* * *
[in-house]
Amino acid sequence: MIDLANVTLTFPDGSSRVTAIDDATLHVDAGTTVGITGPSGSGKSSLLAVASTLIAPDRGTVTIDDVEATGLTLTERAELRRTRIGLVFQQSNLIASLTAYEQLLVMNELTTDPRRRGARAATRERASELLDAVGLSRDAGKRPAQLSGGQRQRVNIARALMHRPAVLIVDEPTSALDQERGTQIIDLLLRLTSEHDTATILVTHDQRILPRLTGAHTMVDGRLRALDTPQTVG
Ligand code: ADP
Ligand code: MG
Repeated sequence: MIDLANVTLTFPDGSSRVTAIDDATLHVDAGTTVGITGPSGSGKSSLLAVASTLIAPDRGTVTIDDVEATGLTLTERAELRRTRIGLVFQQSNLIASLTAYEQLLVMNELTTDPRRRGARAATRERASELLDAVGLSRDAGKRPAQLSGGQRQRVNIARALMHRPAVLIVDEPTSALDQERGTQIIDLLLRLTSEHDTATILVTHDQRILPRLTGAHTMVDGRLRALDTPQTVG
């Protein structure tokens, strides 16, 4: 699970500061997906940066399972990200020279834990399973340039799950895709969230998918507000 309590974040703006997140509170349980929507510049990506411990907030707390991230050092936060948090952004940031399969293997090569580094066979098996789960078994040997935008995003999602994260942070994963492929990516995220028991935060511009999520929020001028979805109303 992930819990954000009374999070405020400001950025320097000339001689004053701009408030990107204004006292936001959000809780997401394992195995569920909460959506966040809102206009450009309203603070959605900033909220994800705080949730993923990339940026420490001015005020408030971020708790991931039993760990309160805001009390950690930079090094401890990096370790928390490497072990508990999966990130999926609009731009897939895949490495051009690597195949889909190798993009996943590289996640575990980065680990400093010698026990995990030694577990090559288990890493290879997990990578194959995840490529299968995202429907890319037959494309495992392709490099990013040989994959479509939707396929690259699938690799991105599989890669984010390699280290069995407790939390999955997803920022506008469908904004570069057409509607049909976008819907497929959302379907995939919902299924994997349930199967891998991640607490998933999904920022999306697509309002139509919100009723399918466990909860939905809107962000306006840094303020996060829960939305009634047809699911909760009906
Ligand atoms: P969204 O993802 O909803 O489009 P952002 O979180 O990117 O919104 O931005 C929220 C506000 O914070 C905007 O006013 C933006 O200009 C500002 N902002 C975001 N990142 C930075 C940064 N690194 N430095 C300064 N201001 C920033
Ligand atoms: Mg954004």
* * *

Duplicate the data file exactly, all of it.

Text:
[in-house]
Amino acid sequence: MIDLANVTLTFPDGSSRVTAIDDATLHVDAGTTVGITGPSGSGKSSLLAVASTLIAPDRGTVTIDDVEATGLTLTERAELRRTRIGLVFQQSNLIASLTAYEQLLVMNELTTDPRRRGARAATRERASELLDAVGLSRDAGKRPAQLSGGQRQRVNIARALMHRPAVLIVDEPTSALDQERGTQIIDLLLRLTSEHDTATILVTHDQRILPRLTGAHTMVDGRLRALDTPQTVG
Ligand code: ADP
Ligand code: MG
Repeated sequence: MIDLANVTLTFPDGSSRVTAIDDATLHVDAGTTVGITGPSGSGKSSLLAVASTLIAPDRGTVTIDDVEATGLTLTERAELRRTRIGLVFQQSNLIASLTAYEQLLVMNELTTDPRRRGARAATRERASELLDAVGLSRDAGKRPAQLSGGQRQRVNIARALMHRPAVLIVDEPTSALDQERGTQIIDLLLRLTSEHDTATILVTHDQRILPRLTGAHTMVDGRLRALDTPQTVG
């Protein structure tokens, strides 16, 4: 699970500061997906940066399972990200020279834990399973340039799950895709969230998918507000 309590974040703006997140509170349980929507510049990506411990907030707390991230050092936060948090952004940031399969293997090569580094066979098996789960078994040997935008995003999602994260942070994963492929990516995220028991935060511009999520929020001028979805109303 992930819990954000009374999070405020400001950025320097000339001689004053701009408030990107204004006292936001959000809780997401394992195995569920909460959506966040809102206009450009309203603070959605900033909220994800705080949730993923990339940026420490001015005020408030971020708790991931039993760990309160805001009390950690930079090094401890990096370790928390490497072990508990999966990130999926609009731009897939895949490495051009690597195949889909190798993009996943590289996640575990980065680990400093010698026990995990030694577990090559288990890493290879997990990578194959995840490529299968995202429907890319037959494309495992392709490099990013040989994959479509939707396929690259699938690799991105599989890669984010390699280290069995407790939390999955997803920022506008469908904004570069057409509607049909976008819907497929959302379907995939919902299924994997349930199967891998991640607490998933999904920022999306697509309002139509919100009723399918466990909860939905809107962000306006840094303020996060829960939305009634047809699911909760009906
Ligand atoms: P969204 O993802 O909803 O489009 P952002 O979180 O990117 O919104 O931005 C929220 C506000 O914070 C905007 O006013 C933006 O200009 C500002 N902002 C975001 N990142 C930075 C940064 N690194 N430095 C300064 N201001 C920033
Ligand atoms: Mg954004």